Soil-specific human capital is not easily transferable, communicated or learnable. Future multi-actor EIP-AGRI projects will be unsuccessful if they do not learn from the farming community’s invaluable store of locally specific tacit and lay knowledge developed shaped and internalised by the daily and seasonal labour-intensive demands working the land.
Dr Shane Conway reports on the PREMIERE Horizon Europe Project, and on a bottom up approach to AKIS – Agricultural Knowledge and Innovation Systems.
Innovation is increasingly seen as a social process, more bottom-up and interactive, than top-down science to implementation.
Now placing a greater emphasis on the value of the multi-actor approach (MAA), projects being funded at an EU level by the European Commission funded under Cluster 6 of the Horizon Europe Work Programme (Food, Bioeconomy, Natural Resources, Agriculture and Environment related projects), and EIP-AGRI Operational Groups (OGs) projects at a national and regional level by Managing Authorities in each of the 27 EU Member States, are embracing this concept.
The MAA makes the best use of different types of knowledge and complimentary expertise (practical, scientific, technical, organisational, etc.) by bringing together key actors (e.g. researchers, advisors, agri-businesses, farmers) in an interactive way to identify and implement innovative solutions in the agri-food sector and rural economy.
Closing the innovation gap between policy, research and practice by taking into account the social dimensions involved in farming, forestry and rural society through the MAA will enhance the adoption of multi-actor project results amongst (end-) users at local/regional/local level (e.g the farming community).
Enabling farmers, for example, to be producers and not just simply recipients of agricultural innovations is an important shift in focus because a farm is not just a piece of land or a workplace, but rather represents the physical manifestation of generations of knowledge; knowledge developed and used over time by both the farmer and by those who have lived and worked there before.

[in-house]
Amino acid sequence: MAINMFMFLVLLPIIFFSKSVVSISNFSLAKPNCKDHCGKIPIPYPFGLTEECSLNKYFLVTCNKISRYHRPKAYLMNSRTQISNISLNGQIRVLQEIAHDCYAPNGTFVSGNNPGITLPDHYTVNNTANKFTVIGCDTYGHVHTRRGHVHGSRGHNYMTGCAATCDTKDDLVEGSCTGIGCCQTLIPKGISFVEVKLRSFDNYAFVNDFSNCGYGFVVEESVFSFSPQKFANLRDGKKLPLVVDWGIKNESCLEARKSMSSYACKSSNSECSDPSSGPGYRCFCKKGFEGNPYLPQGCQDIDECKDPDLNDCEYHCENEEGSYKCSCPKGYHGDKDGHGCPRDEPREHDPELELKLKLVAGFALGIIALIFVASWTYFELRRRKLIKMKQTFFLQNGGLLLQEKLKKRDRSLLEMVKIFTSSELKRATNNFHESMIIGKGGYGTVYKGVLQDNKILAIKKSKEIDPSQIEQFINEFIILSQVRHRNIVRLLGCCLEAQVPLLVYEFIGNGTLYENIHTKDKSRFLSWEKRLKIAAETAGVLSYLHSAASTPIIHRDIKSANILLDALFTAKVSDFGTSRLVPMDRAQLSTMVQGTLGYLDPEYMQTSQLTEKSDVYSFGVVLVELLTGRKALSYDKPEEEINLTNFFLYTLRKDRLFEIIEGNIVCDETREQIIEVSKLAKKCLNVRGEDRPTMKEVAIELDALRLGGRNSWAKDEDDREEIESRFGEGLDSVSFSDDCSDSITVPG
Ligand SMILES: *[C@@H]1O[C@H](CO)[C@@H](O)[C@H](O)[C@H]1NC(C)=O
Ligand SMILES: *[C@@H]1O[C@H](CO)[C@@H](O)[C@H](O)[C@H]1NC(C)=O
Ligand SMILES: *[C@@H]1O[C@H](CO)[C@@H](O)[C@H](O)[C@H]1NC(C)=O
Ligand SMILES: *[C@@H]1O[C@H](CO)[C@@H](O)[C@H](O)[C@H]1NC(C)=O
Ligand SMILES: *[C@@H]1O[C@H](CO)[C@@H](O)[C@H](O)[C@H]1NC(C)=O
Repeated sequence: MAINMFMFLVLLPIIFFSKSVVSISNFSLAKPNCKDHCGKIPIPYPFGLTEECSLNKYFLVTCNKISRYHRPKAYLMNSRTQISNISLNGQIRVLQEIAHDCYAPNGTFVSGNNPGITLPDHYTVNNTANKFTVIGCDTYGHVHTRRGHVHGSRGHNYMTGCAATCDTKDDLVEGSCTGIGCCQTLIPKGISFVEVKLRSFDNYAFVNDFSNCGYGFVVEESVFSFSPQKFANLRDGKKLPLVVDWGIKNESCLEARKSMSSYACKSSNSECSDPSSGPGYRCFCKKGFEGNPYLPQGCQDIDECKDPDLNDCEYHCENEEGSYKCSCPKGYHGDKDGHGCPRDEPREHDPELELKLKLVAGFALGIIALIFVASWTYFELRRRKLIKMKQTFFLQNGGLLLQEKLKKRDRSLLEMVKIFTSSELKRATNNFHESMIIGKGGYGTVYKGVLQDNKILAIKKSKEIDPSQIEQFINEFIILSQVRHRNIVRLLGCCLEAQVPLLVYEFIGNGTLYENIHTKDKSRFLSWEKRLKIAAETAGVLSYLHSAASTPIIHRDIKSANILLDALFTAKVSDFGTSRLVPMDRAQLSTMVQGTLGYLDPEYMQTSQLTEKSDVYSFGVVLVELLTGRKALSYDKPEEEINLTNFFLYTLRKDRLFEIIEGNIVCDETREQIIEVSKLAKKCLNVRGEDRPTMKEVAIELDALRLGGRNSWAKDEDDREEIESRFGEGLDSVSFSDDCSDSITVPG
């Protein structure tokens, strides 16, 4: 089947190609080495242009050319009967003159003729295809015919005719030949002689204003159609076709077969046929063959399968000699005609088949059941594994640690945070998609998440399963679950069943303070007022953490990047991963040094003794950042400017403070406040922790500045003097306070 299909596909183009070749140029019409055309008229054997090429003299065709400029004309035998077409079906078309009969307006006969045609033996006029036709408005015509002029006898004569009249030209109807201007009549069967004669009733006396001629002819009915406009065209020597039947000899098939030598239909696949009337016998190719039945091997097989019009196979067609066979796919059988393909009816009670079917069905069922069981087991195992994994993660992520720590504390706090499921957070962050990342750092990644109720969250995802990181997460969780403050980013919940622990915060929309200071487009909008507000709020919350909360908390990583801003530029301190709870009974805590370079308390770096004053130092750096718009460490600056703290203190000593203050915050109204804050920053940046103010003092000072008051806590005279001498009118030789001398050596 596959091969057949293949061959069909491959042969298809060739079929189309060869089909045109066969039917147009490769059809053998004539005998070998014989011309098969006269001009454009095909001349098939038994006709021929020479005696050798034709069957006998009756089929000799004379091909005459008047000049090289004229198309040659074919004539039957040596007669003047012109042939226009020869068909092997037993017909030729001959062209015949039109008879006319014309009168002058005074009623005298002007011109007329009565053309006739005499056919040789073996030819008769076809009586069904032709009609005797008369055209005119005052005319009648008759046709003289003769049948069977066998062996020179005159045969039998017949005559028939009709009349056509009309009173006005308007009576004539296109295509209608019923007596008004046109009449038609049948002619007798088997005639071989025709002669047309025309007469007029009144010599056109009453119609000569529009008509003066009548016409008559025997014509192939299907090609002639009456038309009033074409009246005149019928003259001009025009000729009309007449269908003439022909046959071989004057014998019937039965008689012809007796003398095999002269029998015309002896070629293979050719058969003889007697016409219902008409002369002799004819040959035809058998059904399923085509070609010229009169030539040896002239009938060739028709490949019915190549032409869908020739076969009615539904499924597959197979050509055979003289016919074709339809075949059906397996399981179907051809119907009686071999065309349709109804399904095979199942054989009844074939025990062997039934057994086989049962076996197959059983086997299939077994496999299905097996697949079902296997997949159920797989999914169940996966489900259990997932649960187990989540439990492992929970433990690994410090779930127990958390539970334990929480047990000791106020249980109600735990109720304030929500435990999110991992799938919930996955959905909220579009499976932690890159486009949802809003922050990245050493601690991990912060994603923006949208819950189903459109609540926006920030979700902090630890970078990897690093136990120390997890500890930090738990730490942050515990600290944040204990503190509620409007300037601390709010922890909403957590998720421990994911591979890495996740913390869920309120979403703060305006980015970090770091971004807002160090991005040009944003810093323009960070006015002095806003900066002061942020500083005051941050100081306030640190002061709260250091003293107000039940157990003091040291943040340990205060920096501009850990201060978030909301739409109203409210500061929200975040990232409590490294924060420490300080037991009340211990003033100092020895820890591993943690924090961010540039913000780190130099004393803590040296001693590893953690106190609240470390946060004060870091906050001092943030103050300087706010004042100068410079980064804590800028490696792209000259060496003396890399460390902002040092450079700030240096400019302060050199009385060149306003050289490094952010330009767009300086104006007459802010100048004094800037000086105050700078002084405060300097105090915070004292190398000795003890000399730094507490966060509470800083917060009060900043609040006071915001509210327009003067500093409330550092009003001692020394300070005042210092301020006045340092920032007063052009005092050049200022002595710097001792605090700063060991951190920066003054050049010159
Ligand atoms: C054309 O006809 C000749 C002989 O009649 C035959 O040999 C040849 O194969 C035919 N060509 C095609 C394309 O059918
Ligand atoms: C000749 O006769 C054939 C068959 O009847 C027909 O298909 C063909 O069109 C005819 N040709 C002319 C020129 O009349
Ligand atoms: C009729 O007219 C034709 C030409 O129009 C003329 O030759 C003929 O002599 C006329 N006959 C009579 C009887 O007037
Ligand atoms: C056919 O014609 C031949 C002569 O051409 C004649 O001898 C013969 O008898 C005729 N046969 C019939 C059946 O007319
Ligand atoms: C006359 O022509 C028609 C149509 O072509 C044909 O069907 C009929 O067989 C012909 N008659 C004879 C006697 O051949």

As such soil-specific human capital is not easily transferable, communicated or learnable, future multi-actor EIP-AGRI projects, for example, will be unsuccessful if they do not learn from the farming community’s invaluable store of locally specific tacit and lay knowledge developed shaped and internalised by the daily and seasonal labour-intensive demands working the land.
Strengthening the multi-actor approach
PREMIERE is a new Coordination and Support Action (CSA) Horizon Europe project, tasked with strengthening the MAA by supporting the development of coherent and well-prepared multi-actor Horizon Europe project proposals, and related policy instruments such as EIP-AGRI OGs.
The project’s Stakeholder Engagement Strategy, inspired by strategic management literature, has been developed by the project’s University of Galway team to help mobilise this process.
This strategy ensures compliance with the MAA, through the development of 5-step engagement process (see figure 1) aimed at mapping, analysing, categorising and connecting with an extensive and diverse network of stakeholders in the agri-food sector and rural economy from across policy, research and practice groups at EU, National and regional level, to enhance the preparation of such multi-actor project proposals in an inclusive and co-creative way, as outlined by the European Commission’s Horizon Europe Work Programme 2023-2024.
Creating an ‘enabling environment’ to foster and ‘speed up’ innovation through genuine dialogue, holistic insights and feedback loops amongst relevant stakeholders, ranging from policy makers to harder to reach groups ‘on-the ground’ throughout this 5-step stakeholder engagement process, helps to build trusting, meaningful and lasting relationships of mutual respect, in place of mere, one-off consultations, subsequently strengthening knowledge transfer, exchange and sharing in agriculture, forestry and related sectors, for the betterment of the European Green Deal, the EU Climate Policy, the Common Agricultural Policy (CAP) and Farm to Fork Strategy objectives and targets.
Such an inclusive approach towards boosting innovation in agriculture, forestry and rural areas, also changes the narrative from ‘designing for’ to ‘designing with’, resulting in a better understanding of relevant actor’s interests and priorities, subsequently leading to reduced conflict and better outcomes, for all involved.
PREMIERE’s particular focus on providing underrepresented and/or ‘harder to reach’ groups across Europe, which often tend to be disconnected from mainstream networks, with an opportunity to be involved in the project from the outset, is important, as it helps ensure that those actors whose stories are often marginalised by the larger assemblages, such as the farming community, are not only represented, but also provided with a ‘voice’, in order to achieve fair representation of all relevant groups, not just the easy to access groups.
Such an approach will, in turn, enable PREMIERE project outputs to significantly contribute to CAP’s cross-cutting objective of modernising the sector by fostering and sharing knowledge, innovation and digitalisation in agriculture, forestry and rural areas, and encouraging their uptake amongst (end-) users.
More about Agricultural Knowledge and Innovation Systems (AKIS) here.
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